inside of a Pecan Tassie

How Long Will Pecan Tassies Keep?

I absolutely know I have to answer these questions, but I am snickering to myself. WHY?? Because these will not last long enough to have these questions even come up! Think I am kidding? Picture this; each tiny cup of a mini muffin pan is lined with a soft dough made with cream cheese and unsalted butter and a dusting of all purpose flour. Then, each little cup is filled with a filling that can only be described as ‘Heavenly.’ Light brown sugar, eggs, chopped pecans, a dash of vanilla extract are baked off for just around 20 minutes.

I like to sample one or five while they are still warm, the filling pooling out after a take a first bite. Lawdy! Trust me, there is a WHOLE LOTTA LOVE baked inside each and ever one of those lil muffin cups. Oh, and to answer the questions…no refrigeration and they will keep for up to two weeks in a tin with a snug-fitting lid. You may even freeze tassies for up to one month.

a cutting board with a bowl of Pecan Tassies and random cookie cutters

How Do You Make Pecan Tassies?

Gather a couple of mini muffin tins, soften some cream cheese and unsalted butter to room temperature, and bring it home with some deliciously sweet chopped pecans. I like to measure one cup pecans because I over-stuff my tassies, but 2/3 of a cup is all that is required. Now, I went looking for pecans at three local groceries last week. I was shocked, SERIOUSLY SHOCKED, to find that shelves were bare of pecans. I should not have been surprised, as many shelves here in the Palmetto State are void of product due to folks laying low and self quarantining again. Shutdowns in other places are definitely affecting availability.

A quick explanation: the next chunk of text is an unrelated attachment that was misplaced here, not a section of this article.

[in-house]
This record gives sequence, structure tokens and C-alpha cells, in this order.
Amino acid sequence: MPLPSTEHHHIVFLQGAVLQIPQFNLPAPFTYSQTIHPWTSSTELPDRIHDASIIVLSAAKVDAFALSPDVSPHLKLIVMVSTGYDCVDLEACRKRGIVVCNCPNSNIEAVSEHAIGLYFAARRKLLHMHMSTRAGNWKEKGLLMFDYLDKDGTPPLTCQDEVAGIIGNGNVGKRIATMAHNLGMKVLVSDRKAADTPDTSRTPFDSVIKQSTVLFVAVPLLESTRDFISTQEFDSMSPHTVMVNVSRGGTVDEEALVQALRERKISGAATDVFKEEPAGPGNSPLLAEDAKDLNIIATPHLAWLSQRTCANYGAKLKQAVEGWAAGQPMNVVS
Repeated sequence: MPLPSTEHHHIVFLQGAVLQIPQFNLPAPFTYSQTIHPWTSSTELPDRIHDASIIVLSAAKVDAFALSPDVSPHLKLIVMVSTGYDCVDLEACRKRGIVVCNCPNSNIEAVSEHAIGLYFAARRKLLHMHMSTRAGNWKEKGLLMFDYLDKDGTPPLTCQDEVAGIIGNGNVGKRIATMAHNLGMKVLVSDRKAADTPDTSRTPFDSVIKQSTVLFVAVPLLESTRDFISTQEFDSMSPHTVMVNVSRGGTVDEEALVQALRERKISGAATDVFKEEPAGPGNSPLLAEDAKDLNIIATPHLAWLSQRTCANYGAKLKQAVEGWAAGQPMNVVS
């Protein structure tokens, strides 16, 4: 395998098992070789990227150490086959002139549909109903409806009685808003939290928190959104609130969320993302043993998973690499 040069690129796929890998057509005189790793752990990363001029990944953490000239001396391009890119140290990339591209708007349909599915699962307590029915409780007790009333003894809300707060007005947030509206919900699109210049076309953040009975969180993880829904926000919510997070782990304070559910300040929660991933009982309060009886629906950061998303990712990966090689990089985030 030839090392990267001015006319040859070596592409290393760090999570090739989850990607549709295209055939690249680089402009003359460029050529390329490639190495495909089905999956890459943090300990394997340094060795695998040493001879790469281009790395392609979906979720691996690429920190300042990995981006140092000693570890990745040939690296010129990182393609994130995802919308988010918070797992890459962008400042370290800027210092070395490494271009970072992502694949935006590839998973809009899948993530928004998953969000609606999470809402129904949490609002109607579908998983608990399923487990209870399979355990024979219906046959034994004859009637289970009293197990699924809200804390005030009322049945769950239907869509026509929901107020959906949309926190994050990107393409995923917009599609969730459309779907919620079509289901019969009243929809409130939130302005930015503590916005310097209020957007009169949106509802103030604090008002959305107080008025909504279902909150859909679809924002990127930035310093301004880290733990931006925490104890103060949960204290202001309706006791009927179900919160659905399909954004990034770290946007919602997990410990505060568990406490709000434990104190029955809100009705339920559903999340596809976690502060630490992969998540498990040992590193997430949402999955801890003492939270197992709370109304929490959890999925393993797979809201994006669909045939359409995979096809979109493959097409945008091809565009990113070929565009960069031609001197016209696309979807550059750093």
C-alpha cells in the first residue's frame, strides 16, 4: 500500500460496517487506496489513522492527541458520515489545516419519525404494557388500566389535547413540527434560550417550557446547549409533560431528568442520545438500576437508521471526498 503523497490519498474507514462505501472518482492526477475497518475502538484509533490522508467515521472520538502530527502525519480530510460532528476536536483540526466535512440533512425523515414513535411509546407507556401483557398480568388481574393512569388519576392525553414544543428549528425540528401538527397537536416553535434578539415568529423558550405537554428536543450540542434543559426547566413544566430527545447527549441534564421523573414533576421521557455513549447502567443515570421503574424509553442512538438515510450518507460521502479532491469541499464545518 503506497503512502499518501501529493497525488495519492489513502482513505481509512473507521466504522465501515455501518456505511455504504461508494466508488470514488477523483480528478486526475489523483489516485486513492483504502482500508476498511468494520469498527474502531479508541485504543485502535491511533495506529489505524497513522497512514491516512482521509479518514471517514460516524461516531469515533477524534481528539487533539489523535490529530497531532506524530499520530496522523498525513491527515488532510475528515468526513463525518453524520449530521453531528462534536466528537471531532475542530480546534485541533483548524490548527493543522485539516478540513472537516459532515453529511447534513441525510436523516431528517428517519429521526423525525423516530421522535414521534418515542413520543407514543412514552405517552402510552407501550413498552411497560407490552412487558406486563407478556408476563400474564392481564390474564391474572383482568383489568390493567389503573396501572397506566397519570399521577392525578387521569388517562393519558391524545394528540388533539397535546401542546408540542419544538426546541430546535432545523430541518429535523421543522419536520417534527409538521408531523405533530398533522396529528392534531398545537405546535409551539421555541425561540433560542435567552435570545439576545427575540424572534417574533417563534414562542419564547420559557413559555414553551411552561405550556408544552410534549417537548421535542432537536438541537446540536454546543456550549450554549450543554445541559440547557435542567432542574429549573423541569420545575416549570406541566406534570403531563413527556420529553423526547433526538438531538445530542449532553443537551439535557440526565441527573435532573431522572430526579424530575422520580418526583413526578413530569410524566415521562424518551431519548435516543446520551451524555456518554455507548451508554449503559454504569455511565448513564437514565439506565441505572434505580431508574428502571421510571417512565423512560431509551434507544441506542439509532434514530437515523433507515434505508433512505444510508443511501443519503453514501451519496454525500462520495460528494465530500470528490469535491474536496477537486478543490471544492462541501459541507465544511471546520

If you cannot find pecans, or if you can only find the super expensive and tiny “baker bags,” do this: 1/3 cup pecans and 1/3 cup walnuts. Whirl them up in the Cuisinart and do not think another thing about it. Walnuts are the most similar in buttery texture to pecans. And combined with every other lux ingredient in these little guys, nobody but YOU will be the wiser. I know, I never said these were low in calories. Hey, it’s the Holidays…

This pecan tassie recipe yields 24 tiny ‘nut cups.’ They are super rich and loaded with sweet and nostalgic ‘tastes of home.’ You will find many a recipe for pecan tassies or pecan cups as the folks here in Carolina refer to them, all over the internet. All are similar in ingredient and in assembly except for one step in the method. For the best pecan tassies, do you fill the cups with nuts separate from the brown sugar filling, or mix the nuts into the filling before spooning it into the cups?

The answer is to make your nut cups based on what kind of time you have to get ALL of your baking done. In my above video for easy pecan tassies, I demonstrate the former and traditional method, which is filling the nuts and the filling separately. The result are heavily textured pecan tassie cookies. If you prefer a smooth top, mix the nuts directly into the filling and spoon individually. This step also cuts way back on the time for this recipe for tassies. And by the way…either method TASTES EXACTLY THE SAME.